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By Joseph Napolitano
The magic of Broadway turns guitar strings into bracelets, playbills into flowers, and trash into Tony Award-winning set designs. With roots in folk art, the use of salvaged materials deliberately raises the intrinsic and monetary value of recycled objects. It gives items a second life, and transforms the mundane into the extraordinary. Through the manipulation of forms, mass and surfaces, individuals craft waste into functional products and works of art.
Popping up at events like BroadwayCon, and selling out at the Broadway Flea Market and Grand Auction, Crafters are now coloring the Great-White-Way green with special up-cycled novelties unique to the theatre Industry. Theatre enthusiast & librarian, Ronni Krasnow creates “collage art with a theatrical twist” from Playbills, flyers and magazines (Facebook.com/broadwayglue). Ms. Krasnow started upcycling when she wanted to create a gift for her dear friends, songwriters Lynn Ahrens & Stephen Flaherty. She enjoyed the experience so much that she continued working on pieces that focus on particular shows, composers, themes, and sometimes just based on a color alone. “I love that all my materials are upcycled. It’s fun to create something new and different from something familiar”
Ronni Krasnow, Broadway Blues, 2014, 11×14 inches, mixed media collage
“It’s a little like doing a jigsaw puzzle, just figuring out where the various pieces fit,” Ms Krasnow says. Her two cats fancy her work as well, and love interfering with her layouts from time to time.
Ronni Krasnow, Some of Sondheim, 2014, 11×14 inches, mixed media collage
Recycling breaks consumer materials down so that their base materials can be used in new consumer products. Items that are up-cycled become refashioned, but still maintain their characteristics. “I am a librarian,” Ms. Krasnow says, ”so I am always looking at the various materials we discard to see if there is anything I can (re)use.” When looking at a book or magazine now, I am much more focused on typeface, color, and word size than on the actual articles!”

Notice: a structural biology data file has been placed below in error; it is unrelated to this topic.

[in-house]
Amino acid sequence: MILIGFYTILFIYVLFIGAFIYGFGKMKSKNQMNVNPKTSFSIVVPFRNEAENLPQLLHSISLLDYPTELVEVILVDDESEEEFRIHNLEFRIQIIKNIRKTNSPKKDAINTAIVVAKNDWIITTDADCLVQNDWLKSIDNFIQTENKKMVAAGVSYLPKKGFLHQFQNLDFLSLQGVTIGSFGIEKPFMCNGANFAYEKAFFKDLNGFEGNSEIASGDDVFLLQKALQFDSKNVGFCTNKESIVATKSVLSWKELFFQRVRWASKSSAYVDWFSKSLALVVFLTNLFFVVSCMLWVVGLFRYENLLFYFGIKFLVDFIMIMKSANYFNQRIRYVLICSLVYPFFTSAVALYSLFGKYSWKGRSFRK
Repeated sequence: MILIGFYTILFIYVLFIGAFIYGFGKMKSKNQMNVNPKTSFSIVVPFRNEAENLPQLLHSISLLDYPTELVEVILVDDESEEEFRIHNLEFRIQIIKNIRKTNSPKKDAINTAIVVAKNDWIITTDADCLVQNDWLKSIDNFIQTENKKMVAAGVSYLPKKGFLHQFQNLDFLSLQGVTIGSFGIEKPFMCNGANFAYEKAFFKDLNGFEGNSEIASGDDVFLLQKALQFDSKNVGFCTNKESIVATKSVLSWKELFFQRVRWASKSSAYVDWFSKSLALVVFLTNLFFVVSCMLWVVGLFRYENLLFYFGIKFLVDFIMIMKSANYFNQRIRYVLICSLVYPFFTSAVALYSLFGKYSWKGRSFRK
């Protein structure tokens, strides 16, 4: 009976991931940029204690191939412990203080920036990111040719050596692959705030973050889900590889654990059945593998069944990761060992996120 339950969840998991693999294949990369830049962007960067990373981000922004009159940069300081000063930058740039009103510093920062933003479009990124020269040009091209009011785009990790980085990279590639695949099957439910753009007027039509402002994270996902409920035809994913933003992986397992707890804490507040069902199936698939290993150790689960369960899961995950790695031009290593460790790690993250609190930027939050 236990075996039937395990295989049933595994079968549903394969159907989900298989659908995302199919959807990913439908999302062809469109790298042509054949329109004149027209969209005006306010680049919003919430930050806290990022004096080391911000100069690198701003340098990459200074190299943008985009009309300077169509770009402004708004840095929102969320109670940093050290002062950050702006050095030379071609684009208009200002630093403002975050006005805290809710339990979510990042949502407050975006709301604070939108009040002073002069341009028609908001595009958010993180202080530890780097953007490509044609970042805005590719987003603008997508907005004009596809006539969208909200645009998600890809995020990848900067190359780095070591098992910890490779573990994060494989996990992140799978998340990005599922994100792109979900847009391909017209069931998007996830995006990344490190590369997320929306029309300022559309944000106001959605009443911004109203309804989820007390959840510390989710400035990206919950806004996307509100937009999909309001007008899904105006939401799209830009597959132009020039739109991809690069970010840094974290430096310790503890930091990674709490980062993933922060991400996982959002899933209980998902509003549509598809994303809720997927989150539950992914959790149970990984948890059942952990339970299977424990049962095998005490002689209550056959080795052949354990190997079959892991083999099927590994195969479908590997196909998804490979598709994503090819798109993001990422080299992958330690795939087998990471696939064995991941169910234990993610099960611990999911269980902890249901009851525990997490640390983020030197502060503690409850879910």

While quite beautiful, the nature of up-cycled work is inherently a political statement. For BGA member & communications guru Sasha Pensanti, it’s a lot of both. Sasha began up-cycling While working on multiple Broadway productions. Show after show, she watched as Playbills were continually thrown away. ”I kept asking why we couldn’t do something,” she said. “The answer always had to do with union rules. I didn’t like that answer.” Sasha decided to take it upon herself to make paper flowers from the discarded playbills. From there Ms. Pensanti developed a whole line of products: frames, jars for the flowers, canvases, hair clips/headbands… (https://www.etsy.com/shop/SomeOtherMe).
Color Playbill Bouquets by Sasha Pensanti
“I’ve become conscious of a lot more waste than before. I’m also really careful to use recycled boxes when shipping my flowers, and instead of buying bubble wrap I use the extra playbill pieces, crumble them up and they make great packing materials! 100% recycled!” Ms. Pensanti said. Similar circumstances precipitated collage artist Stephen Winterhalter (The Art of Broadway: https://www.etsy.com/shop/theartofbroadway) to begin up-cycling playbills into works of art. Stephen’s work emerged when he wanted to do something with his enormous Playbill collection so they wouldn’t end up in the trash. “It started out as a small idea that just kept growing. By time the holidays rolled in I had over 100 orders,” Stephen said.